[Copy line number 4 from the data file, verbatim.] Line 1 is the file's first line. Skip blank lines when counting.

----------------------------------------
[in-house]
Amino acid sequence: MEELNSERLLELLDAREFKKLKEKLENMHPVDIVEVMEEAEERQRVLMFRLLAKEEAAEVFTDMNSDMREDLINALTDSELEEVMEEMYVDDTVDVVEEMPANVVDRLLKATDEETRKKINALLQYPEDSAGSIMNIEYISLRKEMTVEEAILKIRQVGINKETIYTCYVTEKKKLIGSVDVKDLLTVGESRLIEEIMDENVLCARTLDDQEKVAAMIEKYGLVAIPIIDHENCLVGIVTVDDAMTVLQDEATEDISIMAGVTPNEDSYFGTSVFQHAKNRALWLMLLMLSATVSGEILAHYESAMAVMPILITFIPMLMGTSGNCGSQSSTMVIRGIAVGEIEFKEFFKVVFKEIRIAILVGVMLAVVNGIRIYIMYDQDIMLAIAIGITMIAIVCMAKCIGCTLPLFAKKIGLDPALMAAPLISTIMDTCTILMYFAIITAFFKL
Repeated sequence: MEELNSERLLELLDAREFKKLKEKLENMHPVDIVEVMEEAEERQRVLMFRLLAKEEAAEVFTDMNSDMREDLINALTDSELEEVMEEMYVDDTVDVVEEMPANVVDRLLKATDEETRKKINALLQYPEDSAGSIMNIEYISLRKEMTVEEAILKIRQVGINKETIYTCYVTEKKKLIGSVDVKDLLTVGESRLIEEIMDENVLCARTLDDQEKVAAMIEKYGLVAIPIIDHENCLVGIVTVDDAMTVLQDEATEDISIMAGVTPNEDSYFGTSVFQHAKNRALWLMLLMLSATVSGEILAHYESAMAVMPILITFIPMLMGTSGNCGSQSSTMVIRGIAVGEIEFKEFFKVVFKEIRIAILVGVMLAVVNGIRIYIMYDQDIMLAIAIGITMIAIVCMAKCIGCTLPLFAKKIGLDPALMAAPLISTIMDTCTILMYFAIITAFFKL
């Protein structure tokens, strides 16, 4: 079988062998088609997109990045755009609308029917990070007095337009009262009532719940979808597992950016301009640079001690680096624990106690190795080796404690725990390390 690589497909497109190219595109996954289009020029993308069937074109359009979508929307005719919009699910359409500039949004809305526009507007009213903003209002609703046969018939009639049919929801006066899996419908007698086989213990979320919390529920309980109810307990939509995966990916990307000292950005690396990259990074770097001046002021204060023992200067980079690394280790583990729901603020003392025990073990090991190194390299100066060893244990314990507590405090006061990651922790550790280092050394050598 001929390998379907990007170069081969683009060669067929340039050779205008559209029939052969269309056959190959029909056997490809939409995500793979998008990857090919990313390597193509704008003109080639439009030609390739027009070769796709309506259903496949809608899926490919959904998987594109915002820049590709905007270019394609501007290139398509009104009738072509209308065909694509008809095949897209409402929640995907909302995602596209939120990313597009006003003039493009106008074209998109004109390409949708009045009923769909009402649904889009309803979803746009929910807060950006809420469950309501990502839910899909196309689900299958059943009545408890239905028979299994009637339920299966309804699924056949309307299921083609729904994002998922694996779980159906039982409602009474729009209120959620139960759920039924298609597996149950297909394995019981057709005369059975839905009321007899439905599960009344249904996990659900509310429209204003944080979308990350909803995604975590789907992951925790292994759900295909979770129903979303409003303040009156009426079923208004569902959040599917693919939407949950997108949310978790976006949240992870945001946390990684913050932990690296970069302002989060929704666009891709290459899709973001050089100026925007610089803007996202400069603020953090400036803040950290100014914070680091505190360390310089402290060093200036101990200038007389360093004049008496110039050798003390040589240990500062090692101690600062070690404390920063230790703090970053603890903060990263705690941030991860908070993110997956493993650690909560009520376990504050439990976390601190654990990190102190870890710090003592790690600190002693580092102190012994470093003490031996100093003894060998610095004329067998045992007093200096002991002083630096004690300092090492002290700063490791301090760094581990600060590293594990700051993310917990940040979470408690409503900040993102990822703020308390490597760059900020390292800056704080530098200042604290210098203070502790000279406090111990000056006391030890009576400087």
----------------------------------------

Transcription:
């Protein structure tokens, strides 16, 4: 079988062998088609997109990045755009609308029917990070007095337009009262009532719940979808597992950016301009640079001690680096624990106690190795080796404690725990390390 690589497909497109190219595109996954289009020029993308069937074109359009979508929307005719919009699910359409500039949004809305526009507007009213903003209002609703046969018939009639049919929801006066899996419908007698086989213990979320919390529920309980109810307990939509995966990916990307000292950005690396990259990074770097001046002021204060023992200067980079690394280790583990729901603020003392025990073990090991190194390299100066060893244990314990507590405090006061990651922790550790280092050394050598 001929390998379907990007170069081969683009060669067929340039050779205008559209029939052969269309056959190959029909056997490809939409995500793979998008990857090919990313390597193509704008003109080639439009030609390739027009070769796709309506259903496949809608899926490919959904998987594109915002820049590709905007270019394609501007290139398509009104009738072509209308065909694509008809095949897209409402929640995907909302995602596209939120990313597009006003003039493009106008074209998109004109390409949708009045009923769909009402649904889009309803979803746009929910807060950006809420469950309501990502839910899909196309689900299958059943009545408890239905028979299994009637339920299966309804699924056949309307299921083609729904994002998922694996779980159906039982409602009474729009209120959620139960759920039924298609597996149950297909394995019981057709005369059975839905009321007899439905599960009344249904996990659900509310429209204003944080979308990350909803995604975590789907992951925790292994759900295909979770129903979303409003303040009156009426079923208004569902959040599917693919939407949950997108949310978790976006949240992870945001946390990684913050932990690296970069302002989060929704666009891709290459899709973001050089100026925007610089803007996202400069603020953090400036803040950290100014914070680091505190360390310089402290060093200036101990200038007389360093004049008496110039050798003390040589240990500062090692101690600062070690404390920063230790703090970053603890903060990263705690941030991860908070993110997956493993650690909560009520376990504050439990976390601190654990990190102190870890710090003592790690600190002693580092102190012994470093003490031996100093003894060998610095004329067998045992007093200096002991002083630096004690300092090492002290700063490791301090760094581990600060590293594990700051993310917990940040979470408690409503900040993102990822703020308390490597760059900020390292800056704080530098200042604290210098203070502790000279406090111990000056006391030890009576400087």